The $1 billion National Football League concussion settlement, already hobbled by a wave of litigation over brain injury payouts, got more complicated as lawyers for retired players and third-party lenders sparred Jan. 23 over the limits of a district court’s authority to control the class settlement.

The stakes are high, reflected in the questions posed by the three-judge panel of the U.S. Court of Appeals for the Third Circuit to lawyers for Atlas Legal Funding LLC, RD Legal Finance LLC, and Thrivest Specialty Funding LLC, who advanced funds to retired players set to receive payouts and included an arbitration clause in loan agreements.

“You are suggesting that your subsequent agreement with a player that contains an arbitration provision somehow divests the district court—who has the responsibility to oversee the settlement—divests the court of jurisdiction?” Chief Judge D. Brooks Smith asked Thrivest attorney Peter Buckley, of Fox Rothschild in Philadelphia.

Third-party funding agreements, under which lenders advance money to players expecting big payouts, are prohibited under the settlement agreement between the NFL and its former players, many of whom claim chronic brain diseases after years of playing the sport.

Arbitration Agreements

The lenders say Judge Anita S. Brody, who oversees the concussion settlement in the U.S. District Court for the Eastern District of Pennsylvania, overstepped her authority in issuing an injunction of third-party lending agreements, especially when they weren’t parties to the concussion litigation.

They also contend that the Federal Arbitration Act, which facilitates arbitration agreements, superseded the district court’s authority to broadly bar loan agreements with players, leaving lenders holding the bag.

“I’m standing here in a situation in which my client payed $500,000 in advance, and the player got both that and the award,” said Buckley, who argued that only an arbitrator may decide the contract dispute.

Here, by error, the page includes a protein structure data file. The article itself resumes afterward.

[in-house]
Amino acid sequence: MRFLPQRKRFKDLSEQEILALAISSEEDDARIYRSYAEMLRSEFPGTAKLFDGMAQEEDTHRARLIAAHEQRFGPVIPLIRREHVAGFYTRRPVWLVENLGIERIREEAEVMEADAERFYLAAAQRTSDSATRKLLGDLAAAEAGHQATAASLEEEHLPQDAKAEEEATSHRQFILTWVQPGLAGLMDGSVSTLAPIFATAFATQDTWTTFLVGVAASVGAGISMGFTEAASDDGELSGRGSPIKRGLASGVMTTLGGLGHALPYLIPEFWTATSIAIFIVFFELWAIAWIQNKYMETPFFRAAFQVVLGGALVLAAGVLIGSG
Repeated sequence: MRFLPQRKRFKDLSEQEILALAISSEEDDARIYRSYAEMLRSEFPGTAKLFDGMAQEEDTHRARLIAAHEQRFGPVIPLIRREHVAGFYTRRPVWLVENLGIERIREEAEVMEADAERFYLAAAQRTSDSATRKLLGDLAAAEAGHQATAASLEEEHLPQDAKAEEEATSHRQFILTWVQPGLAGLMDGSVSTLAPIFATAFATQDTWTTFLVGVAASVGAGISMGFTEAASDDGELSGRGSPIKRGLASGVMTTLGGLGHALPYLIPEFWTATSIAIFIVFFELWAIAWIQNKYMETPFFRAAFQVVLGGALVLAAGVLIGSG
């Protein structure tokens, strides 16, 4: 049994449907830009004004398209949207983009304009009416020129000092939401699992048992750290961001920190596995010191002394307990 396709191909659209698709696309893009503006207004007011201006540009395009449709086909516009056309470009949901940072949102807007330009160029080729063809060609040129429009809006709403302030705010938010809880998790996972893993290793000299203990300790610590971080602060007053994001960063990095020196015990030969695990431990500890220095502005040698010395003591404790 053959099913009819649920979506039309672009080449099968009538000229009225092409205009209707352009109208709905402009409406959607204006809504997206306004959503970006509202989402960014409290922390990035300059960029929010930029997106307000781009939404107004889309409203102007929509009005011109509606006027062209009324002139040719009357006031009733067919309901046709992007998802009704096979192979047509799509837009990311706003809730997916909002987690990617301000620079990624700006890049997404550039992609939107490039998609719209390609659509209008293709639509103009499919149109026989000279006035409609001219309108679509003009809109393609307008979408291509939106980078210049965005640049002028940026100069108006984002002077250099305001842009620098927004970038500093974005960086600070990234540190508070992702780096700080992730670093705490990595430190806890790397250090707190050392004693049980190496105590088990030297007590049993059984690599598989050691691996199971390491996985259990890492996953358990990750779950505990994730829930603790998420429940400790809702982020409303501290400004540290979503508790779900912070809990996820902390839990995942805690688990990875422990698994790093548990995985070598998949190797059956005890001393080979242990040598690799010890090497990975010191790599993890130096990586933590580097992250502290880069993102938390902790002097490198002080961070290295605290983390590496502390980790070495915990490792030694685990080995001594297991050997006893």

The crux of the six consolidated appeals is a ruling by Brody that such such loan agreements were void because of a clause in the class settlement agreement that bans players from assigning their claims to third parties.

The anti-assignment provision was meant to protect class members who by definition are cognitively impaired from years of concussions, Brody said in the order, which also directed players who received loans to return the money to the lenders.

Voided Contracts?

Samuel Isaacharoff, who represented class counsel Christopher Seeger, of SeegerWeiss in New York, and former NFL player William White, said the terms of the class settlement were clear.

Isaacharoff is a professor at New York University Law School.

“The December order voided the contracts,” Isaacharoff said, adding that the non-assignment clause in the NFL settlement was purposeful.

“This was done by negotiation by the parties,” he said. “We wanted to protect the players from this kind of predatory lending.”

But Smith pressed the point, citing the need for a “limiting principle” to define the court’s plenary powers in such cases, especially when a court order affects non-parties who have issued loans with arbitration clauses to class members.

“Does the district court have the authority to determine how a specific class member may use the funds that are distributed?” Smith asked. “That’s the real issue here, and you and I both know that’s a huge issue in terms of a district court overseeing and presiding over a class action.”

“That’s a question of first impression,” Isaacharoff replied, arguing that the court retains control of settlement until they are officially distributed.

But Isaacharoff also insisted that a third-party lender shouldn’t be able to divest a federal court of jurisdiction over a longstanding dispute “simply by, in a subsequent matter, putting in an arbitration clause.”

Judge Stephanos Bibas, however, said the court had to be “extremely cautious” in its assessment of the district court’s exercise of authority.

“We’re at the outer reaches of Article III,” Bibas said.

A decision in the case isn’t expected for several months.

Judges Smith, Biba, and Michael A. Chagares heard arguments in the appeal.

Fox Rothschild represented Thrivest. Boies Schiller Flexner LLP represented RD Legal. The Law Offices of Raul Sloezen represented Atlas.

The case is In re Nat’l Football League Players’ Concussion Injury Litig., 3d Cir., No. 18-2184, oral argument 1/23/19.